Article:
Tobias took the long way around to get to the place he always needed to be. The singer-songwriter’s return to where he grew up on the Sunshine Coast in Queensland opened a deep creative well and helped him realise he was finally doing exactly what he should be doing, writing songs and sharing them with the world.
But sometimes not even the writer sees a great song coming. That was Just A Boy, from his new album Alive.
At first it seems like a concise, clear snapshot of childhood brought on by the arrival of spring, fishing on the river in the sun with dad, sitting by the fire with his brothers, his mother’s warm smile.
“I am always writing songs and that was just one among them; I almost didn’t notice it at first, or thought it was a personal thing that I should keep to myself. But then I started playing it at shows and I could see the effect that it had on people. I would play it at open mic nights and people would always stop and listen.
People would come up to me afterwards crying and give me a hug and tell me how it moved them. That’s what you are always looking for with your songs, that you make that emotional connection.
The audience might not know the story behind the song but they feel the truth that runs through it, the searing emotions and memories that it brings forward every time Tobias sings it.
Toby Robinson was seven when his family moved from Victoria to the Sunshine Coast hinterland. It was an idyllic childhood but as he moved into teenage years his mother Julie was diagnosed with cancer. She died when he was 14.Nothing is overwrought or overdone in Just A Boy: the song draws its power from an unforgettable melody, crystal-clear imagery and its understatement: nothing is revealed of Tobias’s mother except to remember a smile and a love that never dies.
To note how quickly life can change.The song is accompanied by an equally powerful video which uses footage of Julie and father Ken as well as dad with his sons as grown men.
“Losing your mum has such a huge, long-lasting impact on you. Of course it’s such an emotional song to sing and the video has been really powerful for the family, for my nieces and nephews to see our mum and to feel the connection there. But it’s not just my story, everyone has these memories of their childhood and the song taps into those emotions we all have but maybe never talk about them.”
Tobias has taken his time to get so close to home but all the experiences along the way have been invaluable. He studied history and anthropology at Latrobe University in Melbourne, immersed himself in traditional music on the west coast of Ireland, playing in bands trying his hand at everything from grunge to ska, saw at first-hand the dedication it took be a professional musician while touring in the band with one of Australia’s great songwriters in Jen Cloher.
“The big thing I learned from Jen was about that strong connection with the audience in the storytelling, in the songs and between the songs. It was great for me to come back home and to learn how to do that for myself.”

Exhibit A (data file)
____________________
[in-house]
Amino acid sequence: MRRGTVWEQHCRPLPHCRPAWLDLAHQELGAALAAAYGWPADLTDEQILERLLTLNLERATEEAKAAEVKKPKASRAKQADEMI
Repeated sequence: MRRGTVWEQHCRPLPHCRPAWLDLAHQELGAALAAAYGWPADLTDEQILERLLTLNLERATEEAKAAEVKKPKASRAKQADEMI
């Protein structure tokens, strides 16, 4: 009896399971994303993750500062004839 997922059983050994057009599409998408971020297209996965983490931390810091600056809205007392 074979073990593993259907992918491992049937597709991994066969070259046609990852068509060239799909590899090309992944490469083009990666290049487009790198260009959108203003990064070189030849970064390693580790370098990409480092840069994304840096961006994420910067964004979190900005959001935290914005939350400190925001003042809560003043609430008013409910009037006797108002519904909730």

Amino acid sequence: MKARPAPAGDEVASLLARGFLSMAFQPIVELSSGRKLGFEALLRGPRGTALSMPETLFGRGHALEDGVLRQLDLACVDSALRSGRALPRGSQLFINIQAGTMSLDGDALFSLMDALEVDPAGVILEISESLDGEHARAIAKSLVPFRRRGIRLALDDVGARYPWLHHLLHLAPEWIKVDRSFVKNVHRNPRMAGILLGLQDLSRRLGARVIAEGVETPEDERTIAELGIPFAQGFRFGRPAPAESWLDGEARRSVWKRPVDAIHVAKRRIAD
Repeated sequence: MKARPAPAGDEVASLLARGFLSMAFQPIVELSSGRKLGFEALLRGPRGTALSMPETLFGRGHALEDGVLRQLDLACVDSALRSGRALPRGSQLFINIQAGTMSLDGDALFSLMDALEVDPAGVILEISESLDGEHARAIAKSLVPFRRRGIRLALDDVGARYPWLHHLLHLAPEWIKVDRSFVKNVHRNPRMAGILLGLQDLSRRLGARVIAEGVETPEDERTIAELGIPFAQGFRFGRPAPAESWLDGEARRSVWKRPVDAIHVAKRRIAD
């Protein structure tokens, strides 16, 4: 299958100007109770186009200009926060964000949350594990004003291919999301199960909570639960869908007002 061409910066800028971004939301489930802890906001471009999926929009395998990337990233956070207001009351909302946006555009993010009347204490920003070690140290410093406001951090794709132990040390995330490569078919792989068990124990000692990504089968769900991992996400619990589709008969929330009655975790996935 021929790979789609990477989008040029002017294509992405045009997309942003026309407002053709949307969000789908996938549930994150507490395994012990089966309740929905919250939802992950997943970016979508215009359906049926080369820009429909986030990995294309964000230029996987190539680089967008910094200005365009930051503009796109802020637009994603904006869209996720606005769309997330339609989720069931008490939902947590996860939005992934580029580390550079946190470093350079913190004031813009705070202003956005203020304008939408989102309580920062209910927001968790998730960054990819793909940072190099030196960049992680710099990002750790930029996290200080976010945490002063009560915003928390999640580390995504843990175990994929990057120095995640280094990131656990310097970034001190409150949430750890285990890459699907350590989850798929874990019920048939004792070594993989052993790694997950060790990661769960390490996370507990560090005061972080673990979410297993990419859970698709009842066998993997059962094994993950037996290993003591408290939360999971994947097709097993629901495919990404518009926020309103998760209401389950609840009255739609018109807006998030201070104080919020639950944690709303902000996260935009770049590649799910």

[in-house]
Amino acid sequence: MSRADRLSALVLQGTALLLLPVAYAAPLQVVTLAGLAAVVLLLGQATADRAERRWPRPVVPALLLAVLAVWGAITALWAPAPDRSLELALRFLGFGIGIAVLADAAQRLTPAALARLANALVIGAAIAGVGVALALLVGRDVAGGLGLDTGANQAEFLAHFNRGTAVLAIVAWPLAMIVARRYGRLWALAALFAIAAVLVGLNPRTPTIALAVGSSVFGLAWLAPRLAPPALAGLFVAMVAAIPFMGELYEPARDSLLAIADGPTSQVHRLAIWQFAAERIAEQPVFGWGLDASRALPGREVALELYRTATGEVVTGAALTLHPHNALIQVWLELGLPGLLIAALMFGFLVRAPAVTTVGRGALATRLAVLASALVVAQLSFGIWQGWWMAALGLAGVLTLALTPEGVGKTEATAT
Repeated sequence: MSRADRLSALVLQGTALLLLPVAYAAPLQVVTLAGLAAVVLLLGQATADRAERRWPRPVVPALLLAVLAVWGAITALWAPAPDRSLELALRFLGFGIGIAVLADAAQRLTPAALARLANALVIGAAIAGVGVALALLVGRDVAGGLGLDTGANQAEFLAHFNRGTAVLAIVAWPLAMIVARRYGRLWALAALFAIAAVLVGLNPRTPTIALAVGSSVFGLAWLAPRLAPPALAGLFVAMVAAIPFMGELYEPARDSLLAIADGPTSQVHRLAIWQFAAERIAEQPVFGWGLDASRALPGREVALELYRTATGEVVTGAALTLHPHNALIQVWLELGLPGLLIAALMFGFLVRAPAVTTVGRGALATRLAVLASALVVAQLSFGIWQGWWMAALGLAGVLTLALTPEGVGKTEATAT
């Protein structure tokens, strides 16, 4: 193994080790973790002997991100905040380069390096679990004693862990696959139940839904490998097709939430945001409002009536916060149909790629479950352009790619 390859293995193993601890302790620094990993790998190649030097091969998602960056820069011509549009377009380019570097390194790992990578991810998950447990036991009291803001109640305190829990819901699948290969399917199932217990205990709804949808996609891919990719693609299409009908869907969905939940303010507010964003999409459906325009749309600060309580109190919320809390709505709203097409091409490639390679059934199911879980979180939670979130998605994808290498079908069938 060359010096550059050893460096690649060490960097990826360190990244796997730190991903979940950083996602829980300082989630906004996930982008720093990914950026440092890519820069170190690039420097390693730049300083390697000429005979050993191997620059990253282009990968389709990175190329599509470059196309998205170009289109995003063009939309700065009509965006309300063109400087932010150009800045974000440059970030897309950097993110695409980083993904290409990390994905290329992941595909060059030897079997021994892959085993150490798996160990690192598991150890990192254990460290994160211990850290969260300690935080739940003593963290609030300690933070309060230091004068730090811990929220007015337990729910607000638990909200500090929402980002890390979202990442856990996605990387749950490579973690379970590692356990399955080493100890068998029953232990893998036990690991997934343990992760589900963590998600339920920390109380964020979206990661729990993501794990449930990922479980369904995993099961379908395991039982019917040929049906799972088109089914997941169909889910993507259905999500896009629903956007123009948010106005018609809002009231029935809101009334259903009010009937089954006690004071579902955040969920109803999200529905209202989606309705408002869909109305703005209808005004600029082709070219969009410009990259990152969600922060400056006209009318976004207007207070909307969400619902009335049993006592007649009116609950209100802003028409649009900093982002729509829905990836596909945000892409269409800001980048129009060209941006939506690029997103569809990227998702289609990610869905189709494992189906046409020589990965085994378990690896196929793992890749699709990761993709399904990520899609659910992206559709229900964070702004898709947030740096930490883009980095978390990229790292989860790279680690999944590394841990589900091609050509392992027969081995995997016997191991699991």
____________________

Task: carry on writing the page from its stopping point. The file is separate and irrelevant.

Just A Boy follows last year’s debut album Toby Robinson, where he explored some of his passion for folk music and Australian history. Alive is more personal, from the moving-on acceptance of I Won’t Fight to the longing-to-escape folk-rock of When The Sun Comes Up Again. And the opening declaration of acceptance, that somehow, some way, Everything Always Works Out.
“Alive sums it up in a word, alive as a songwriter, alive to these experiences, feeling the grief and then finally feeling that things are going to work out. It can take courage to get up there and share so much of yourself in your stories and your songs but it’s what I should be doing.”
Helping Tobias along the way was album co-producer Nick Huggins, who recorded the album in his A Pocket Full of Stones studio in a beachside shack at Point Lonsdale, on the western tip of the mouth of Port Phillip Bay.Tobias says: “Nick was really important in helping me get these songs right. He understood the clarity that I was looking for.
“The last album was quite heavy emotionally and I was conscious of looking for the positive in the melodies and the songs I was writing. Everything Always Works Out, that’s something you don’t hear said very often. It was a happy morning when I wrote it and I was thinking of someone driving to work, maybe feeling down or lonely, and a song like that comes on the radio and helps give them a lift.”
Other songs like Made My Decision or equally positive, about moving on and seizing the day: “That’s an older song but one that fits with what I’m trying to say. The decision is to get out on the road, follow the songs and follow your heart.”
The music ascends to a crescendo with City Walk, reflecting on Tobias’s first years out of home as a student in Brisbane, before the album concludes by once more finding calm and solace in the natural world with Sit By The Water.
FamilyFrom singing Bob Dylan songs on the verandah with Mum, and learning songs of the finger-picking greats with Dad… Family has always been an inspiration.
NatureGrowing up on the Sunshine Coast instilled with in me a love of nature.. which continues to inspire.
HistoryMy fascination with Australian history led me to studying Anthropology and Indigenous Studies. I find the art of incorporating history in to my music interesting.
Love“You think the world would have had enough of silly love songs” I think Paul McCartney said that.